Last Updated on February 14, 2021 by Katie Barton
Every day you come home from work, take a look around, and you see it – wrappers on the table, coats, and shoes thrown around, dirty clothes laying on the floor, and kids who don’t seem to notice any of it.
So frustrating. I get it. I’ve totally been there.
You want to relax and spend time with the family, but instead, you’re picking up after your kids.
There is a better way, I promise.
Your kids CAN help out around the house, and it doesn’t have to lead to a full-on war.
One of the best strategies for having kids clean up after themselves is to start them young. But if you’re like me and didn’t do that, then you have some catching up to do.
Here’s how to get your kids to clean up after themselves for good.
How to Get Your Kids to Clean Up After Themselves: Start with the Basics
One way to ensure that your kids NEVER learn to help out around the house is to overwhelm them. I’m guessing there’s a laundry list of things that your kids need to improve on. Trust me; I get it! But if you give them too much too fast, it just will not work.
Start with the basics, get those down, add on from there.
Here are some things to start with:
- Throw away your own trash
- Pick up your toys
- Hang up your own coat and bookbag
- Clear the dirty clothes out of your room
Whatever is driving you the craziest, even if it seems small, that’s where you should start. For me, this was the constant straw wrappers that laid on the floor every time a kid got a juice box.
My kids were required to pick up all of their trash, put away their shoes, coats, and bookbags when they got home, and put their dirty laundry in a hamper. None of this is hard at all. BUT I had been doing all of this for them for so long that it took some time for them to make these tasks a habit.
Make it Empowering (A.K.A. Encourage instead of Nag)
If I’ve learned one thing with my girls, it’s that they don’t respond well to yelling and nagging.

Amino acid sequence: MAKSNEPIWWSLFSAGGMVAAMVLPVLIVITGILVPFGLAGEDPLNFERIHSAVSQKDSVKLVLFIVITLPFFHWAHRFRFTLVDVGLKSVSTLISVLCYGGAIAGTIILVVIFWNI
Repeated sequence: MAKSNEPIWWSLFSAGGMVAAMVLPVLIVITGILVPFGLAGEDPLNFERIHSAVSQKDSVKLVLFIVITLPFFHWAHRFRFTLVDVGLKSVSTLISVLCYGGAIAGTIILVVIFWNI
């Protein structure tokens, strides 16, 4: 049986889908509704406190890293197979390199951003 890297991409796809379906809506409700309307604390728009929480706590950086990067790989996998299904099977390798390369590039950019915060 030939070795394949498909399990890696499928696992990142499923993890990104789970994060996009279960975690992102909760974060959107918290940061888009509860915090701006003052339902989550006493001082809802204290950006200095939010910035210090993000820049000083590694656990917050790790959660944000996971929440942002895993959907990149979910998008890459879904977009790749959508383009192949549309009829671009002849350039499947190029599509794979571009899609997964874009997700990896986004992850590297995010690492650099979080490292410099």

The key is to make a kid feel empowered rather than bossed around. When you ask your child to do the agreed-upon chores, don’t yell, don’t nag. Ask them to do it and if they refuse, keep your cool.
Calmly tell them they can’t watch TV/use electronics until their chores are done and stick with it! Do NOT give in. (If they’re not into TV or electronics, then take something else away.)
If your child doesn’t put a fight and gladly takes on his/her new chores, give some praise. Make them feel good about what they’ve done.
Positive reinforcement and consistency is what you’re going to need.
Let’s harp on consistency one more time. If you don’t consistently reinforce the rules, this will never work. It would help if you stayed consistent for at least a month.
Add More After a Month
It takes a minimum of 21 days to create a new habit. Once your kids have the basics conquered and habitualized, it’s time to add a bit more responsibility.
Of course, the chores you have your kids do will depend upon their age. Here are some ideas for more tasks to have them help with:
- Make their bed every morning.
- Unload the dishwasher
- Fold the laundry (or do their own laundry depending on age)
- Vacuum and Mop
- Take out the trash
- Wipe down the counters
Again, it’s important not to overload them. Pick a couple of things that would make the most impact and work on them until they become a habit.
After that, you can keep repeating the same steps.
Habits are Where It’s At!
Your end goal is for your kids to create habits. Habits work on autopilot – they are the things you do without even realizing you’re doing them, like brushing your teeth or taking a shower. You don’t think about it – you do it.
Cleaning can be the same. If you’re willing to start slowly and keep reinforcing these habits, they’ll become as natural as breathing.
Stay consistent. You got this. And so do your kids!
Katie Barton is the owner of Cabin Lane. She's also a home improvement writer for Bob Vila and Homedit. Her cleaning and organizing advice has been featured on Realtor.com, Yahoo News, GoBankingRates, and more. In her spare time, you can find her with a paintbrush in hand, searching for her next project.